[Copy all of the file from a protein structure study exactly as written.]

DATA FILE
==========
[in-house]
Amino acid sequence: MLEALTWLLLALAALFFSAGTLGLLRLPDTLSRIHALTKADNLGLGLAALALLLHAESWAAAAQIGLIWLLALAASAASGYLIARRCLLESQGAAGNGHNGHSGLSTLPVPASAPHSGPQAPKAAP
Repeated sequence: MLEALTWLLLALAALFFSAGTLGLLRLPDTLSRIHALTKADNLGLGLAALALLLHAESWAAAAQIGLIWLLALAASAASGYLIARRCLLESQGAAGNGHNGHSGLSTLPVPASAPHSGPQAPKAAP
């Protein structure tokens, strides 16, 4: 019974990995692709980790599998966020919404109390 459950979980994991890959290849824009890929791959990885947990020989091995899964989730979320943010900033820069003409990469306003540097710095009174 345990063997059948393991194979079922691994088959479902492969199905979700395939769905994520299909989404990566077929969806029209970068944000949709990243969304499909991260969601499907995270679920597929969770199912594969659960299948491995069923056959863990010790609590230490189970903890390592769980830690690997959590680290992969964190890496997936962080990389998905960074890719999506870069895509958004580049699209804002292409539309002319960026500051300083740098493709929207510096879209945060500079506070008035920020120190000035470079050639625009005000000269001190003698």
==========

[in-house]
Amino acid sequence: MLEALTWLLLALAALFFSAGTLGLLRLPDTLSRIHALTKADNLGLGLAALALLLHAESWAAAAQIGLIWLLALAASAASGYLIARRCLLESQGAAGNGHNGHSGLSTLPVPASAPHSGPQAPKAAP
Repeated sequence: MLEALTWLLLALAALFFSAGTLGLLRLPDTLSRIHALTKADNLGLGLAALALLLHAESWAAAAQIGLIWLLALAASAASGYLIARRCLLESQGAAGNGHNGHSGLSTLPVPASAPHSGPQAPKAAP
């Protein structure tokens, strides 16, 4: 019974990995692709980790599998966020919404109390 459950979980994991890959290849824009890929791959990885947990020989091995899964989730979320943010900033820069003409990469306003540097710095009174 345990063997059948393991194979079922691994088959479902492969199905979700395939769905994520299909989404990566077929969806029209970068944000949709990243969304499909991260969601499907995270679920597929969770199912594969659960299948491995069923056959863990010790609590230490189970903890390592769980830690690997959590680290992969964190890496997936962080990389998905960074890719999506870069895509958004580049699209804002292409539309002319960026500051300083740098493709929207510096879209945060500079506070008035920020120190000035470079050639625009005000000269001190003698």